Four new AIDS medicines added to the World Health Organization prequalification list

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Four new AIDS medicines are this week being added to the World Health Organization prequalification list, thus further increasing access to a choice of quality products.

At the same time, product assessment reports on quality and bioequivalence of triple fixed-dose combination (FDCs) antiretrovirals already prequalified will be made public. Manufacturing site inspection findings will soon also be published, which will make the WHO prequalification the most transparent of all similar quality assurance programmes to date.

The four new products being added to the list are: lamivudine (150 mg tablet) from a newly prequalified generic manufacturer and the antifungal fluconazole in three different strengths (50 mg, 150 mg, 200 mg capsules) also by a generic manufacturer.

The lamivudine tablet is an alternative to the product manufactured by Cipla that was recently delisted due to lack of proof of bioequivalence. The new listing therefore expands the range of choice for that particular product to those programmes wishing to use lamivudine. The current prequalified list now offers four different manufacturers for lamivudine — including innovator and generic products; and seven fluconazole products in different strengths from two generic prequalified manufacturers.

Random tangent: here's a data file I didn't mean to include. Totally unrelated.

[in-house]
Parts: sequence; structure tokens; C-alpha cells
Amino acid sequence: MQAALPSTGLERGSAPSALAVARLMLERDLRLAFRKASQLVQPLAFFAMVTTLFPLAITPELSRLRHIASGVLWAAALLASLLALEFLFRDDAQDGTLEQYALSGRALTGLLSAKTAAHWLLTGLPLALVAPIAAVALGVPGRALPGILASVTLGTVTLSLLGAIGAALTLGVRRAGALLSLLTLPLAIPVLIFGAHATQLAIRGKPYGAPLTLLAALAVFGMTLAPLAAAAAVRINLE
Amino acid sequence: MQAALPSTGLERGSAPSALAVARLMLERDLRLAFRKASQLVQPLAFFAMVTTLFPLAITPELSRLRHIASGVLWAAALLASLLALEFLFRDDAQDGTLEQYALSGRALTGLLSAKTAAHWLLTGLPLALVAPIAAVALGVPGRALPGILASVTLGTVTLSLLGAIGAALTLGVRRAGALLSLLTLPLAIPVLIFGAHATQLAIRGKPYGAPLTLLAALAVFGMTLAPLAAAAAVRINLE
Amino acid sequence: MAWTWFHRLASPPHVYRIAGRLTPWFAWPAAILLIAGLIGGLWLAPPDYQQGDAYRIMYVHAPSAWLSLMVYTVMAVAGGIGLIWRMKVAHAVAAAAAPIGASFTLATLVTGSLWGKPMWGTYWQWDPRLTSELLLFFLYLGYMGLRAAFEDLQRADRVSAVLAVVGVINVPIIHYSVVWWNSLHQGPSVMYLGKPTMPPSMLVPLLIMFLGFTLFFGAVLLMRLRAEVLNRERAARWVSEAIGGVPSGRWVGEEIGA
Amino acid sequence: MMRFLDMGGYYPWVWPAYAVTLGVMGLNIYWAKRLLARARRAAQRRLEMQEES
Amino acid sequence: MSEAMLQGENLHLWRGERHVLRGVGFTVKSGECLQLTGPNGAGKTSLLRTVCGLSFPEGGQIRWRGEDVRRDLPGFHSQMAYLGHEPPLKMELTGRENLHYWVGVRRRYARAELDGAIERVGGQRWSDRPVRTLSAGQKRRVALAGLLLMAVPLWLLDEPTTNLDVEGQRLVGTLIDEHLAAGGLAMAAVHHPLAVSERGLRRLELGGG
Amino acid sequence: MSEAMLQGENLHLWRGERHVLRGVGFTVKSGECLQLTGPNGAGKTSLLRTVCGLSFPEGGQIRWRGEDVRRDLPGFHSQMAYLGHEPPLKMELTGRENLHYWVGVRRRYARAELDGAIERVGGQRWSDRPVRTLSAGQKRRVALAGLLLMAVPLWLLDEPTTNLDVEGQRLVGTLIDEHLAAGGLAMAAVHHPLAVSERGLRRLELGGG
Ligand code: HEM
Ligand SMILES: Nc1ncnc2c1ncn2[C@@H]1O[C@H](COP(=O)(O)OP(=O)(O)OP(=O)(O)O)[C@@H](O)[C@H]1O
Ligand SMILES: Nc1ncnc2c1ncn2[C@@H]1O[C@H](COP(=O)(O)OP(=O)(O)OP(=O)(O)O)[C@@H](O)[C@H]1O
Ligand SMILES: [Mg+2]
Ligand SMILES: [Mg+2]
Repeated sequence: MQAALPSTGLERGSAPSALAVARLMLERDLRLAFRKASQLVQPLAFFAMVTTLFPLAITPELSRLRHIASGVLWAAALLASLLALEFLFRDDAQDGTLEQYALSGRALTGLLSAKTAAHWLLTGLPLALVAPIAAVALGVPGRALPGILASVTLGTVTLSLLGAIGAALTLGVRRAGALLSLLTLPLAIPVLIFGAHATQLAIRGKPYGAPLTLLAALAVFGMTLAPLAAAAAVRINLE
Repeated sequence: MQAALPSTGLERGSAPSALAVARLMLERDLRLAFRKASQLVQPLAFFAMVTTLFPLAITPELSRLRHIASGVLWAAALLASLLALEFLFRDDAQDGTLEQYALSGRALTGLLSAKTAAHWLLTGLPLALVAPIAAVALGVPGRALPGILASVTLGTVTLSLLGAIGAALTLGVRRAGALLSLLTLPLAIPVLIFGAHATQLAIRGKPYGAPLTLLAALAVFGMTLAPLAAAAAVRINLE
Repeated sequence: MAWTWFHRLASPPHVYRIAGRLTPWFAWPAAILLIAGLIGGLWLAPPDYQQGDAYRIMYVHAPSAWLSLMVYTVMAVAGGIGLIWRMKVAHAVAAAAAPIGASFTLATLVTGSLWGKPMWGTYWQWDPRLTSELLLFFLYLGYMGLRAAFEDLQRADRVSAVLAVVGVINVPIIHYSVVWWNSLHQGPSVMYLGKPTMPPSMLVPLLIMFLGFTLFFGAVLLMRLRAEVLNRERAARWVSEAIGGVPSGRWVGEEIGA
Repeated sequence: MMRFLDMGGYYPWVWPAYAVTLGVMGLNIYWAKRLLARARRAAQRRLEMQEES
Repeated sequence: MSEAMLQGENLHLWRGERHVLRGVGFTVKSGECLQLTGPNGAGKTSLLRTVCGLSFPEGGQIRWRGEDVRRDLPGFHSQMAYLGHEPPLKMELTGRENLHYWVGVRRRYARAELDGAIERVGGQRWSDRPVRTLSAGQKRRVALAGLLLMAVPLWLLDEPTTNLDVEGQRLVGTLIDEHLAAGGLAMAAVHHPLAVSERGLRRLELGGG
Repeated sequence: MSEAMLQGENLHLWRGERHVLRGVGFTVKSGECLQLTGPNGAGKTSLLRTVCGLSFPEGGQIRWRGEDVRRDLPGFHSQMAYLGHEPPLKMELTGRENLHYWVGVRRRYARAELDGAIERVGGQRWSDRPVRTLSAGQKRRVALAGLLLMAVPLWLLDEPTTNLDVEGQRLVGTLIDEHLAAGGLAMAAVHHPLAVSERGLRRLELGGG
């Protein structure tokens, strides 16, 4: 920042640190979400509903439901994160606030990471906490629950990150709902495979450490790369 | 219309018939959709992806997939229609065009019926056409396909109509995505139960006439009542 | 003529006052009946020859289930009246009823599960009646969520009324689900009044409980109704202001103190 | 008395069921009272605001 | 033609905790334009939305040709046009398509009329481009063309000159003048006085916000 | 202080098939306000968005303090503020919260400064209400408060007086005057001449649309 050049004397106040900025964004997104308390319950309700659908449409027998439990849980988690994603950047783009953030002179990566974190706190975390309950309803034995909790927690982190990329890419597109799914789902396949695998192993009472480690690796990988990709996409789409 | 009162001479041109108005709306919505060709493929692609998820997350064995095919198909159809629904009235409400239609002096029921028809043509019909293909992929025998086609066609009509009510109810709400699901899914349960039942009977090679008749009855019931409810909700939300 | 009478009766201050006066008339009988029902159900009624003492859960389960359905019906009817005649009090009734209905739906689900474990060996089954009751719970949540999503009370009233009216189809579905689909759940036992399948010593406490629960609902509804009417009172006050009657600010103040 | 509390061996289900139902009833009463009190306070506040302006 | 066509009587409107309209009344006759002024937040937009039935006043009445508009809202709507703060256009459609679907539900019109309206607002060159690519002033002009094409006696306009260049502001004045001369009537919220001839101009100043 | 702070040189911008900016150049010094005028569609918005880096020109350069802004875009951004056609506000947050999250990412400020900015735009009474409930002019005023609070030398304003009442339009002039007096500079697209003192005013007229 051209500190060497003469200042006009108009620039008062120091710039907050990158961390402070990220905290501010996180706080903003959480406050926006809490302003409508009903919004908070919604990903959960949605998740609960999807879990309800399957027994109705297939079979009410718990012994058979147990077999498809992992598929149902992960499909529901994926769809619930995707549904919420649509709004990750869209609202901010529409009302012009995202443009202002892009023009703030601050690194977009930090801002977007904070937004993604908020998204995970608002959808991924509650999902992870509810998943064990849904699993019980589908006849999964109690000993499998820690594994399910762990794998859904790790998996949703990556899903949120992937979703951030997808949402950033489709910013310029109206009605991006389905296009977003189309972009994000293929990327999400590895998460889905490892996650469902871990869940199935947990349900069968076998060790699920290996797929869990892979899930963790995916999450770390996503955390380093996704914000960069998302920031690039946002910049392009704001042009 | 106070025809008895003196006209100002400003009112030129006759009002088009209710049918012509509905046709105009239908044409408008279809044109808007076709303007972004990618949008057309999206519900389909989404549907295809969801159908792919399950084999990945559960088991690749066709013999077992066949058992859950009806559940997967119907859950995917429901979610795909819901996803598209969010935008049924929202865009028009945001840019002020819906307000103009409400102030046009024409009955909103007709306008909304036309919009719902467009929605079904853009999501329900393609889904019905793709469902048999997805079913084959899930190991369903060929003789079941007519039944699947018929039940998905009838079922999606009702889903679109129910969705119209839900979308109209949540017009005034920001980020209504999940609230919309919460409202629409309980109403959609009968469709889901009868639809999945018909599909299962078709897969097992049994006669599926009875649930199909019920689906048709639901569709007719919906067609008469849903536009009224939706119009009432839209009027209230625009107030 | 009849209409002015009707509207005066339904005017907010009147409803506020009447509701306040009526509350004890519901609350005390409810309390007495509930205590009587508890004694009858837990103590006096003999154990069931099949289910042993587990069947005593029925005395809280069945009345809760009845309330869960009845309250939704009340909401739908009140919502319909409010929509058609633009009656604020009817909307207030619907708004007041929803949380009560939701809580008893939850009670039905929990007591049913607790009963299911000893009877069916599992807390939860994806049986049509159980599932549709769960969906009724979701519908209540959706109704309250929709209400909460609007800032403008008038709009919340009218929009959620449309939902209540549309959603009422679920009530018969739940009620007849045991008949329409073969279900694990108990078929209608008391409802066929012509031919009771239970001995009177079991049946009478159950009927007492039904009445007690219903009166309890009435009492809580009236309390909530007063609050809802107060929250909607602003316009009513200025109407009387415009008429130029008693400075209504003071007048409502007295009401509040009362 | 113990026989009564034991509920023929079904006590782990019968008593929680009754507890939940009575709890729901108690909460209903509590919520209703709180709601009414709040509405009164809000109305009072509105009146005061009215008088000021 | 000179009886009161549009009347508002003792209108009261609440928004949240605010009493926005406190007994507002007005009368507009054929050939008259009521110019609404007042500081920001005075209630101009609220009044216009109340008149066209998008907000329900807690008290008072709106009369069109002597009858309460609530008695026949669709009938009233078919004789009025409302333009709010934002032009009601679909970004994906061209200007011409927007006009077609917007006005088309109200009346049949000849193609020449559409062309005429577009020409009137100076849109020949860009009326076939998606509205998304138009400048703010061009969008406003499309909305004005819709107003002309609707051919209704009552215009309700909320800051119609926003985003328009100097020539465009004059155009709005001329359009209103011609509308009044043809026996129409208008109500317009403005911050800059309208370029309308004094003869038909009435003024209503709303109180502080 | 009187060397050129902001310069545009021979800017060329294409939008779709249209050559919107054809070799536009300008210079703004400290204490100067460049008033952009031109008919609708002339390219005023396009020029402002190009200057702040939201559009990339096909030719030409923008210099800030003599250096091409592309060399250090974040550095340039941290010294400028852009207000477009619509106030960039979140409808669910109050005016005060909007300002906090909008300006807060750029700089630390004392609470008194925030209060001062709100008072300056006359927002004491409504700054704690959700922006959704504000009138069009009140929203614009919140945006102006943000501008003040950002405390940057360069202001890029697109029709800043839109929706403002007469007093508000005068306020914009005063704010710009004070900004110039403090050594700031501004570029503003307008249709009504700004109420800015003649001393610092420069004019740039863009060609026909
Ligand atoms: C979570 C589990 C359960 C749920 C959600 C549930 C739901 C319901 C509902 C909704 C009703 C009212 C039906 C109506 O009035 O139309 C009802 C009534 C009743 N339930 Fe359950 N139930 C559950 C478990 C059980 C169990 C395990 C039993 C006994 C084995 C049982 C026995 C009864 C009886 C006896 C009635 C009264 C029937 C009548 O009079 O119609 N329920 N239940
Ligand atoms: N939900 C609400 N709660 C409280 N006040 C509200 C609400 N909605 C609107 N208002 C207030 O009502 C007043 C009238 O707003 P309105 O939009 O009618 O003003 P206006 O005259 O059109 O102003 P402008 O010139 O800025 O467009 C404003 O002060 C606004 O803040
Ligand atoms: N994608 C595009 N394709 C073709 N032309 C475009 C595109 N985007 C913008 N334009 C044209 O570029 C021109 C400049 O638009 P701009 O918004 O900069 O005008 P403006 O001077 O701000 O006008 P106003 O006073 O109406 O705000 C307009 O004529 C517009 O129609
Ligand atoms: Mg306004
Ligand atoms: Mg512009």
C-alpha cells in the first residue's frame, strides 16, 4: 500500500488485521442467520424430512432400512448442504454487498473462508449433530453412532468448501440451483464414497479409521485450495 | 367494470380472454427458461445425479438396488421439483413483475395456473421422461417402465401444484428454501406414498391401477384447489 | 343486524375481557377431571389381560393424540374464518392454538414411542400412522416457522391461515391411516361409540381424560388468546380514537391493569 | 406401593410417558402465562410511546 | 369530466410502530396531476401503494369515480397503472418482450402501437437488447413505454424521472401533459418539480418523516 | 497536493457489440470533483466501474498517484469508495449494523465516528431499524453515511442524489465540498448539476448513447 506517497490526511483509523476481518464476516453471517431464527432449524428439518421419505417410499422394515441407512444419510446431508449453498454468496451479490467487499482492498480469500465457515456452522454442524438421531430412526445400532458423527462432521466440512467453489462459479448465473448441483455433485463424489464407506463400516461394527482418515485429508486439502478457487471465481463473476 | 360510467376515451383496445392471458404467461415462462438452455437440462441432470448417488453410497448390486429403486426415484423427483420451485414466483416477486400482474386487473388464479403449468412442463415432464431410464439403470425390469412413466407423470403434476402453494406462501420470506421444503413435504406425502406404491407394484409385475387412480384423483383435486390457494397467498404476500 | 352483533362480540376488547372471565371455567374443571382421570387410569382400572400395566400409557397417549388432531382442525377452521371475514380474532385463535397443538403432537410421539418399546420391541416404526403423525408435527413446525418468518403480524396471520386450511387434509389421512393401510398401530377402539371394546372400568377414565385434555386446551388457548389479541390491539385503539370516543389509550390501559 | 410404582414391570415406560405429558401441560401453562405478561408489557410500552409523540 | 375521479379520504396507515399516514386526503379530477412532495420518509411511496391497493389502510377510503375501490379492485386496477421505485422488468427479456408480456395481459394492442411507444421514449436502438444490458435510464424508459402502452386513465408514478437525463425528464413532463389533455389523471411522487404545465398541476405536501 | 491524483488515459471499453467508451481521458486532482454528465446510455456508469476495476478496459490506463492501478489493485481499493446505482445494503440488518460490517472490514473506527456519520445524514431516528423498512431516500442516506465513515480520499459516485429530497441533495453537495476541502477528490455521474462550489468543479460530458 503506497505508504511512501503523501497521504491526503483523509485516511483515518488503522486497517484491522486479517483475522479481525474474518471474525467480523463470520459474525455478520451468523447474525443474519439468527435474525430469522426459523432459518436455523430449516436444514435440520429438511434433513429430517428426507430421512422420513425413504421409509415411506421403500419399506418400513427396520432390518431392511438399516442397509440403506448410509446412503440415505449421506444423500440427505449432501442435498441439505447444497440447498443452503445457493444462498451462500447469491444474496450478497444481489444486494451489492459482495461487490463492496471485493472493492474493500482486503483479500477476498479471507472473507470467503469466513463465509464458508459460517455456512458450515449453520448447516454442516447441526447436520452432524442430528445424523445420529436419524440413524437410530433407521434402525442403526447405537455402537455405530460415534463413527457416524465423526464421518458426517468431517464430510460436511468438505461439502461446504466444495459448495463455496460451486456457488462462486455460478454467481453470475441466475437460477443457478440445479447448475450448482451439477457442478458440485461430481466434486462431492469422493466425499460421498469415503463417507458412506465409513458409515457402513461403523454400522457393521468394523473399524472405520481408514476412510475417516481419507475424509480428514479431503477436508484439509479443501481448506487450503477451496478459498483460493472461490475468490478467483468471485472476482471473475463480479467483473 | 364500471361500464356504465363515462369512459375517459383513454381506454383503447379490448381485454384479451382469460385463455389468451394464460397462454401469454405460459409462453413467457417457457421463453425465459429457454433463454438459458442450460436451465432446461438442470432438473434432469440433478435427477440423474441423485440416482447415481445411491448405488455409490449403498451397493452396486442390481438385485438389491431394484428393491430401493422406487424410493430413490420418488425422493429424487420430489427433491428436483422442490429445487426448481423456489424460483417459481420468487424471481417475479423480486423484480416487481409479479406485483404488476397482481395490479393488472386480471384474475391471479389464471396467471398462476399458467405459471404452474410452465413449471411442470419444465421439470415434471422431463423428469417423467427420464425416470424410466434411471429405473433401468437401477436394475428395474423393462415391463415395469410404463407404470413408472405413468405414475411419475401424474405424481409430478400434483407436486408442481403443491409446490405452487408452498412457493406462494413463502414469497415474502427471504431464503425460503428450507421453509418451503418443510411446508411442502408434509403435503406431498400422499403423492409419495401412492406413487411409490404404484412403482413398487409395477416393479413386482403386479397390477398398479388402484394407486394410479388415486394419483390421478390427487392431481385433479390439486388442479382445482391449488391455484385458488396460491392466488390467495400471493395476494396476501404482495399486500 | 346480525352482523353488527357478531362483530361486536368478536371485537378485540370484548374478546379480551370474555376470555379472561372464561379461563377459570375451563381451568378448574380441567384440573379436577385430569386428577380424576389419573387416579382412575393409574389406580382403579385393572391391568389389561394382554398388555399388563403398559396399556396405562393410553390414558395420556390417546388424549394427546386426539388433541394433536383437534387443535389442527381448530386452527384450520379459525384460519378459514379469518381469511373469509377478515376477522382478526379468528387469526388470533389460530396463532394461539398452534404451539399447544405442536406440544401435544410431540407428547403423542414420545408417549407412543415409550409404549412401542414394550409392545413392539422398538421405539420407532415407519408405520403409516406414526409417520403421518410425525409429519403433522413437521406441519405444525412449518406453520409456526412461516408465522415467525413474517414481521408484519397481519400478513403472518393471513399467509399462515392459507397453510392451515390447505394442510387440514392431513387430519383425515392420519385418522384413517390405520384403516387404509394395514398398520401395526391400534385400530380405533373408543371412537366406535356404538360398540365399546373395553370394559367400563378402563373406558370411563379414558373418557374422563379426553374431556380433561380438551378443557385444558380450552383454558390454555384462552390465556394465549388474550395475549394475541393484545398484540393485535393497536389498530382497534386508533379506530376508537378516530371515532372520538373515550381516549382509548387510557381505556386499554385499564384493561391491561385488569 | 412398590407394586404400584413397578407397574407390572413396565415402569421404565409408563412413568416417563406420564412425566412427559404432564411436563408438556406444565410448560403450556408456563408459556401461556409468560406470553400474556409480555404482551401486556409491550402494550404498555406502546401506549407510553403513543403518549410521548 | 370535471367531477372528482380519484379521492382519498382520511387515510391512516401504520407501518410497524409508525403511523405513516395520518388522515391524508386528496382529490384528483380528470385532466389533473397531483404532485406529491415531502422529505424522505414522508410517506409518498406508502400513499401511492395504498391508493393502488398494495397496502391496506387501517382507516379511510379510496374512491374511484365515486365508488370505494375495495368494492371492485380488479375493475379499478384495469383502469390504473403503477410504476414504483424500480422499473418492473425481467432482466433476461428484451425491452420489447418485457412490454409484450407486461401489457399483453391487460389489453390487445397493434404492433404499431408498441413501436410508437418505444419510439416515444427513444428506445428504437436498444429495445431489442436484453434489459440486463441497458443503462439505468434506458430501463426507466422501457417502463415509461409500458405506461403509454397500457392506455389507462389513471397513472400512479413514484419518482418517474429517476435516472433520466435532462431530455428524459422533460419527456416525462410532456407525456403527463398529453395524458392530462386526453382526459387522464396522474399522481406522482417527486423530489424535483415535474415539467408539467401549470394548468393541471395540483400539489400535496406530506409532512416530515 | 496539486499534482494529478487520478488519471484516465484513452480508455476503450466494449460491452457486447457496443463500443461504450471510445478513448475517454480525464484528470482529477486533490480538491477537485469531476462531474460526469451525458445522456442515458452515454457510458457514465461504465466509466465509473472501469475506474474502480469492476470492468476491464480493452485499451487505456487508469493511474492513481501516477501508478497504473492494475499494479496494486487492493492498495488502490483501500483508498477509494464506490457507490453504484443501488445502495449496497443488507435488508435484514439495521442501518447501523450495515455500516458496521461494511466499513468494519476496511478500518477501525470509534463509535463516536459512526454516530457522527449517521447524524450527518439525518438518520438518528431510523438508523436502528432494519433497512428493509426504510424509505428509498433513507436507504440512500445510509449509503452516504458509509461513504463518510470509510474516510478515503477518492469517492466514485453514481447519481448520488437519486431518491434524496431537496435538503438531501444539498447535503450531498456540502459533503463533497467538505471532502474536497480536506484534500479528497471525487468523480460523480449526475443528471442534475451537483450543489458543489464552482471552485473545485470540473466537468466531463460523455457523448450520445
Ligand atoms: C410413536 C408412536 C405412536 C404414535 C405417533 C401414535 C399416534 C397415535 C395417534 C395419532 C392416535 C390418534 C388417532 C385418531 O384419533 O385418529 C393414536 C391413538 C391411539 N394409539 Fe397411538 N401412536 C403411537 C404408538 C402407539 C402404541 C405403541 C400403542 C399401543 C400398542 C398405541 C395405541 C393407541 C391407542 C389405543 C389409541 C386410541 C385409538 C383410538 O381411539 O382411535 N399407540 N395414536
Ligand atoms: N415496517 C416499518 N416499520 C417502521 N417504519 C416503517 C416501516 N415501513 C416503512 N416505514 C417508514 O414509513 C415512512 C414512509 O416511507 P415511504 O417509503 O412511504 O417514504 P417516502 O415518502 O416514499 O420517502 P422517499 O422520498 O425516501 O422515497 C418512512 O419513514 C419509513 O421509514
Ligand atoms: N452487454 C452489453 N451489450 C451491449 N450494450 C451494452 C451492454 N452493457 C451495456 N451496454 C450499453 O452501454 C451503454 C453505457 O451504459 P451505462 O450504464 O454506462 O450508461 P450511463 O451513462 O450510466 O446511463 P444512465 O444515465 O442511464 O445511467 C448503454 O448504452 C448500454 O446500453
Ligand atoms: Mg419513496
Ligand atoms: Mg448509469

In keeping with the World Health Assembly resolution of 22 May 2004, WHO has taken measures to make public the assessment reports resulting from its prequalification process. WHO therefore joins the European Agency for the Evaluation of Medicines (EMEA) as the only other organization that makes such reports publicly accessible through its quality assurance programme, with the only difference being that WHO will also provide reports on generic medicines.

The public assessment reports include information about products’ compliance with international standards for quality, safety and efficacy as well as bioequivalence for generic products. This information will be particularly useful to developing country regulatory authorities, procurement agencies and non-governmental organizations (NGOs).

The WHO public assessment reports (WHOPARs) will assist in establishing the acceptability and appropriateness of a medicine and will provide indirect training and capacity building to regulators in countries that do not have sufficient regulatory capacity to fully assess products and determine their acceptability before licensing.

In an effort to provide even greater transparency, the prequalification project will make available in the next few weeks the findings resulting from inspections carried out at production sites according to Good Manufacturing Practices standards. No other quality assurance programme makes both the assessment reports and inspection findings available to the public.


The opinions expressed here are the views of the writer and do not necessarily reflect the views and opinions of News Medical.
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